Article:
Had it not been for a solo home run by Oakland's Bobby Crosby in the eighth inning, Gaston might've left Halladay alone for nine innings. Halladay's pitch count had climbed to 113 after eight impressive frames, though, convincing Toronto's skipper to let the bullpen finish the job this time.
That's about the only managing that Gaston is required to do when it comes to Halladay, who would've gladly taken the ball in the final inning for the Blue Jays (56-56). Instead, the leader of Toronto's rotation had to settle for eight, in which he struck out eight and scattered four hits.
"It's going to be real tough to take him out if he still had a shutout going," Gaston said. "I probably would've let him go out there, but I certainly would've had somebody up [in the bullpen]. I didn't want him to get in the 125-130 pitches. He's thrown a lot of pitches and a lot of innings."
Halladay smiled when asked if he thought about trying to going the distance against the A's (53-58), who had a seven-game winning streak in Toronto snapped.
"You dont get really caught up in the complete games and all that stuff," said Halladay, who leads the Majors with seven complete efforts and 175 1/3 innings this season. "You always want to go out -- it's just a matter of knowing when to be smart."
In his two tours as Toronto's manager, Gaston has worked with a handful of ace pitchers, including Roger Clemens, Dave Stieb and David Cone, among others. Gaston is quick to place Halladay "right there at the top" of the list of pitchers he's managed in his time with the Jays.
Gaston said Halladay is easily the most focused pitcher among that group.
"I got here today and Doc was probably already here," Gaston said. "You walk in that video room and he's watching tapes, or whatever, and you could stand there for a half hour and he won't know you're there, because he's concentrating and trying to get the job done."
It's easy to see why Gaston holds Halladay in such high regard, too.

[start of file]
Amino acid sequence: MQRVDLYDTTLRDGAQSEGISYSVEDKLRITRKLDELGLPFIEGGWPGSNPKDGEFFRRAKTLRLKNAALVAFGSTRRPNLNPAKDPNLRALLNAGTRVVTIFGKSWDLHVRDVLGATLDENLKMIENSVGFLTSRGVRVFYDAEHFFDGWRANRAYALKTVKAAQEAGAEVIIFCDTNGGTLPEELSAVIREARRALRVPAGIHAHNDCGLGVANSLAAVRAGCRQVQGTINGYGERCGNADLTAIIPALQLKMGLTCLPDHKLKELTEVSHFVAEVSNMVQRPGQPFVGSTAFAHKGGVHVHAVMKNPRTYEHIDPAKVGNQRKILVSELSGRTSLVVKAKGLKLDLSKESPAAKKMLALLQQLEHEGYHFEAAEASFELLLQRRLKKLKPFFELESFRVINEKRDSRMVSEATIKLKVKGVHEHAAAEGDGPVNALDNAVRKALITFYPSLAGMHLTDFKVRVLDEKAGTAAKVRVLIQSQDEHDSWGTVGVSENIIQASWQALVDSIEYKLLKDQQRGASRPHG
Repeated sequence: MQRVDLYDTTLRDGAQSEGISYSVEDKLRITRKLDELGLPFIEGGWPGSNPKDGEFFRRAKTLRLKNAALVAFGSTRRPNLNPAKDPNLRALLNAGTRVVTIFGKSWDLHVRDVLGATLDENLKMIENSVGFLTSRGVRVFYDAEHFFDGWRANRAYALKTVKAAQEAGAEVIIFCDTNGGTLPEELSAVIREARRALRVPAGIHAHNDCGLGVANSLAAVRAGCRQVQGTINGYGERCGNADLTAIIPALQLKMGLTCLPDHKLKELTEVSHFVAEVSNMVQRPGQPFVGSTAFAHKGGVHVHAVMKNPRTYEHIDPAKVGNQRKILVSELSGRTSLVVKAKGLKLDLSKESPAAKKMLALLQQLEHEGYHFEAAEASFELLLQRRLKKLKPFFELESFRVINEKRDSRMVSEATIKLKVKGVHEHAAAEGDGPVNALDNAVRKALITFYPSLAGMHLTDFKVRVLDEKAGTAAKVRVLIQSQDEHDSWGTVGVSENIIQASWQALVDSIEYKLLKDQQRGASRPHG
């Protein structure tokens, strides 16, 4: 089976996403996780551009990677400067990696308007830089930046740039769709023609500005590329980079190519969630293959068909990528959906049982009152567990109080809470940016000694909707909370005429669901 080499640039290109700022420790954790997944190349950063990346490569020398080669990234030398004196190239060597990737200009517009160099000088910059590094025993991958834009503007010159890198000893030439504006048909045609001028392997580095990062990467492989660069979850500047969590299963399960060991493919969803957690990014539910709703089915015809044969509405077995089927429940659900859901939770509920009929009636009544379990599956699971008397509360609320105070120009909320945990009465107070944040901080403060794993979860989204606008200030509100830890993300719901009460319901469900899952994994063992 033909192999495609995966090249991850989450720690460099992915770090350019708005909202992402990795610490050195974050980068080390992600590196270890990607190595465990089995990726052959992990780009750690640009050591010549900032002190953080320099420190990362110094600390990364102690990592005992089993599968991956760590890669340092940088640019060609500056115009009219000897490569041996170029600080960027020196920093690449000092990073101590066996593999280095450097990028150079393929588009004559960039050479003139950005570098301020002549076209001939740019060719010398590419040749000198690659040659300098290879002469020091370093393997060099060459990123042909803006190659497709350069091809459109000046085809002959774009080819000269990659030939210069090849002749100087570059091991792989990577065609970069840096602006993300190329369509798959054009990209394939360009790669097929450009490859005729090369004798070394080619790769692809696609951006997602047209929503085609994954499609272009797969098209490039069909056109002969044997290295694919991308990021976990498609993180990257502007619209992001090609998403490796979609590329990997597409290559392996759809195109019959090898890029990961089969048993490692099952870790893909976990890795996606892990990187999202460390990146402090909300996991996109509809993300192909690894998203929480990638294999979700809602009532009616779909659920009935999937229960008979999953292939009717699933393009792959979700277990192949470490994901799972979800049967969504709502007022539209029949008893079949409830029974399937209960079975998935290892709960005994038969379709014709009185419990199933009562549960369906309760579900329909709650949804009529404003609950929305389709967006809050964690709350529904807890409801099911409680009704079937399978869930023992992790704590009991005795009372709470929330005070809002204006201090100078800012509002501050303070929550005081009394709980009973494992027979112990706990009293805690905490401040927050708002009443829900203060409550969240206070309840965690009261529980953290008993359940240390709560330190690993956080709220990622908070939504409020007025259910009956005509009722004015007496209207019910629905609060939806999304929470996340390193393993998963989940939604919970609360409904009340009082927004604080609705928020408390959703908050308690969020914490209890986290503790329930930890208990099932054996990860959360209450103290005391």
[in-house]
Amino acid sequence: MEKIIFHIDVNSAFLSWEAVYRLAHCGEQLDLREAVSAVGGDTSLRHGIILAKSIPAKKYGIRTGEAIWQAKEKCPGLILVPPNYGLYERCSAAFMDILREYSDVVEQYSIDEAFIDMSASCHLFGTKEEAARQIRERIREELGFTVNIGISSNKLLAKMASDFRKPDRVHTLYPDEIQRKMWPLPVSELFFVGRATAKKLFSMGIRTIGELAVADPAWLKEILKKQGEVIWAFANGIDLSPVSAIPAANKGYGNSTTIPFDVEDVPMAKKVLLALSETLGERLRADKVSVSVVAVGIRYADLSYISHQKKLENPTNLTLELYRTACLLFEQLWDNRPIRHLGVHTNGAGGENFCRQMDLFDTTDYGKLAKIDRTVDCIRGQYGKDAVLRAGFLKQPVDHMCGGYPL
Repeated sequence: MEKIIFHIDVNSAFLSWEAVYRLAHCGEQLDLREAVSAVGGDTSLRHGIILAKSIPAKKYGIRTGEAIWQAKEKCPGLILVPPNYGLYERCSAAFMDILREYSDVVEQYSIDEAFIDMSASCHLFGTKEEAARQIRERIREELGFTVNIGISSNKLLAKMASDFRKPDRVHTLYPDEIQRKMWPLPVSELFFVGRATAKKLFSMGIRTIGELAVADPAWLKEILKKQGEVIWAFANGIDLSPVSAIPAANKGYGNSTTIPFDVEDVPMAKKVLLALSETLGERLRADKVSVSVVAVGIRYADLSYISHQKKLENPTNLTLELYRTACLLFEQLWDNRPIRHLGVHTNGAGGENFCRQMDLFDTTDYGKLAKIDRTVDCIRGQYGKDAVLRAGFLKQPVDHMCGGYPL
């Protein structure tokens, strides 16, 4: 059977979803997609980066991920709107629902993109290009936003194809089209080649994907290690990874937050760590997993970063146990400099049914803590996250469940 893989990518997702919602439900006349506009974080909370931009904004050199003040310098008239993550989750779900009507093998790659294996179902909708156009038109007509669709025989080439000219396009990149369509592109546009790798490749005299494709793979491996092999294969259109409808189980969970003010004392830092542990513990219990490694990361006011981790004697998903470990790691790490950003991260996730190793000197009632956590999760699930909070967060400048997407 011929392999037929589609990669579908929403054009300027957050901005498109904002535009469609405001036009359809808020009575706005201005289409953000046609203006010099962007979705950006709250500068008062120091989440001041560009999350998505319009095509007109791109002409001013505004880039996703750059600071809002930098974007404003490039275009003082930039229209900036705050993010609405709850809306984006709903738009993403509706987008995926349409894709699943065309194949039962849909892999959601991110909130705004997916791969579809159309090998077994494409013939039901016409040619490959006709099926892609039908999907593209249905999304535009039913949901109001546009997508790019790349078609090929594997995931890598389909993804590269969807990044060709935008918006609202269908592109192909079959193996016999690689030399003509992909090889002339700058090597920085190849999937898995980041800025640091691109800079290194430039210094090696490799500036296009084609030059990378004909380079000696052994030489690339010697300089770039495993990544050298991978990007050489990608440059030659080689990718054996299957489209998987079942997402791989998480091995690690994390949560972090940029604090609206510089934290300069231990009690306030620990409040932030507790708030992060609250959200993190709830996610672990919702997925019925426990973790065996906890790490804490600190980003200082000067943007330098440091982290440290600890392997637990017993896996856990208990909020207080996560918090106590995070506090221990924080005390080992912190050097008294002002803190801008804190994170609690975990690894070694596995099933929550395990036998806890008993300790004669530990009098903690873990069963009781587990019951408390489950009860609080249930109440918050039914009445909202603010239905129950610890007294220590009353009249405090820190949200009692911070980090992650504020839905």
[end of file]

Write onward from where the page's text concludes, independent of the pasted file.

Featuring a sharp curveball in the win over the A's, Halladay lowered his season ERA to 2.77 -- the third-lowest mark in the American League. Halladay's 13-8 record moves him into a tie for the second-highest win total in the league -- a spot he shares with Blue Jays starter A.J. Burnett.
Halladay's eight strikeouts against Oakland also raised his season total to 149, giving him more strikeouts in a season than he's had since fanning 204 in 2003 -- the year he captured the AL Cy Young Award. Currently, only Burnett (153) ranks higher than Halladay in the league in that category.
"We've tried pitching guys a little bit differently," Halladay said of his rising strikeout total. "Guys get used to you pitching the same way and you mix things up and do some different things. I think it kind of sometimes goes that way, but it's not something I've ever focused on."
One area that's been completely out of Halladay's control is the amount of run support he receives each time he takes the hill. The six runs he was given to work with against the A's was a rare gift, considering Halladay entered the game averaging just 3.7 runs of support per outing.
Toronto pushed those six runs across home plate in unique fashion, too.
Twice, A's starter Sean Gallagher (1-1) hit a Jays batter with the bases loaded to bring in a Toronto run. The Jays also plated one run each on a sacrifice fly, a passed ball and a fielder's choice groundout. Among all the unusual runs was a run-scoring single from Matt Stairs in the third inning.
"Hey, we'll take it," said Gaston, chuckling in response to his club's strange rally. "You never know in this game. That's what makes this such a great game -- you see something different all the time."
Halladay certainly enjoyed the early cushion, which helped him settle in against the A's. On multiple occasions this season, Halladay has been burned by a lack of run support. In his eight losses, the right-hander has received an average of just 1.8 runs per start, putting added pressure on the ace.
That's one reason Gaston believes Halladay's record this year doesn't properly indicate how well he's pitched.
"A few more runs certainly would've made a big difference," Gaston said.